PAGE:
According to report, it has been found that there has been an explosion in recent years in electronic media marketed directly at the very youngest children in our society: A booming market of videotapes and DVDs aimed at infants one to 18 months, the launching of the first TV show specifically targeting children as young as 12 months, and a multi-million dollar industry selling computer games and even special keyboard toppers for children as young as nine months old. Their homes are packed with media options, including TVs, computers, DVD players and video game consoles. Nearly all children (99%) live in a home with a TV set, half (50%) have three or more TVs, and one-third (36%) have a TV in their bedroom.
Nearly three out of four (73%) have a computer at home, and about half (49%) have a video game player. In some ways, new media is trumping old: nearly twice as many children in this age group live in a home with Internet access (63%) as with a newspaper subscription (34%). Nearly all of them (97%) have products—clothes, toys, and the like—based on characters from TV shows or movies (Rideout, 2003). But the point of concern is that this rapid changes in our media environment have not been accompanied by a similar growth in our knowledge of how new media may impact children’s cognitive, social, emotional or physical development. These issues are of deep concern not only to parents, but also to educators, health providers, policymakers and advocates.
Many experts have argued that it is especially critical to understand media use by the youngest children, noting that because social and intellectual development are more malleable in these early years, media use at this age could have an especially significant impact. According to Valdemar W. Setzer (1993), some children addicted to electronic games spoke too fast with limited sense, feeling or contents in their speech. This suggests that those children spoke with a speed compared to the use they make of their fingers when playing the games.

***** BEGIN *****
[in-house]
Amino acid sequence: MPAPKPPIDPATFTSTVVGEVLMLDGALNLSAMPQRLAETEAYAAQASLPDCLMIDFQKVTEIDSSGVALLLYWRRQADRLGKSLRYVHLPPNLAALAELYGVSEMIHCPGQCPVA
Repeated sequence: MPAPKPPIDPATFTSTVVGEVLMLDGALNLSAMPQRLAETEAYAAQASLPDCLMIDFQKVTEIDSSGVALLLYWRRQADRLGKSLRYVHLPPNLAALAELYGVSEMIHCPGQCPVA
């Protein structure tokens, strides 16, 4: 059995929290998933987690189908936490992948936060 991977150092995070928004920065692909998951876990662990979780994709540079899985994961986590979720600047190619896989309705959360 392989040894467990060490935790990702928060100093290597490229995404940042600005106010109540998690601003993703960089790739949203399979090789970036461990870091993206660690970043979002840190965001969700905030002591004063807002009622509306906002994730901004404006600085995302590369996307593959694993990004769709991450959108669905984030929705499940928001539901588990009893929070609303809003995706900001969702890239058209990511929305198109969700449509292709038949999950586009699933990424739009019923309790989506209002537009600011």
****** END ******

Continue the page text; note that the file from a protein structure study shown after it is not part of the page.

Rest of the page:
There is a correlation between speaking and gesturing, which may be explained by the close proximity of the motor and speech neurological centers in the brain. The fact that children do not have the fully developed, active thinking and consciousness characteristic of adults means they don’t have to make any effort to “switch off” these inner activities when playing electronic games and are not “sidetracked” by outside influences that can act as a buffer to overdevelopment of or addiction to an undesirable trait.
Finally, we can say that though a child’s ability to gather information is enhanced by technology but at the same time we are placed under greater stress, and to maintain equilibrium we must find strategies to cope with it. One strategy is to withdraw from the flood of information and go for selected and conscious input. It is one of the ways but there is a need of finding more.
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Katsh, E. (1989). The Electronic Media and the Transformation of Law, Oxford
Rideout, V. J. & Vandewater, E. A. & Wartella, E. A. (2003). Zero to Six :
Electronic Media in the Lives of Infants, Toddlers and Preschoolers., A Kaiser Family Foundation Report.
Setzer, V. W. & Duckett, G. E. (1993). The Risks to Children Using Electronic Games,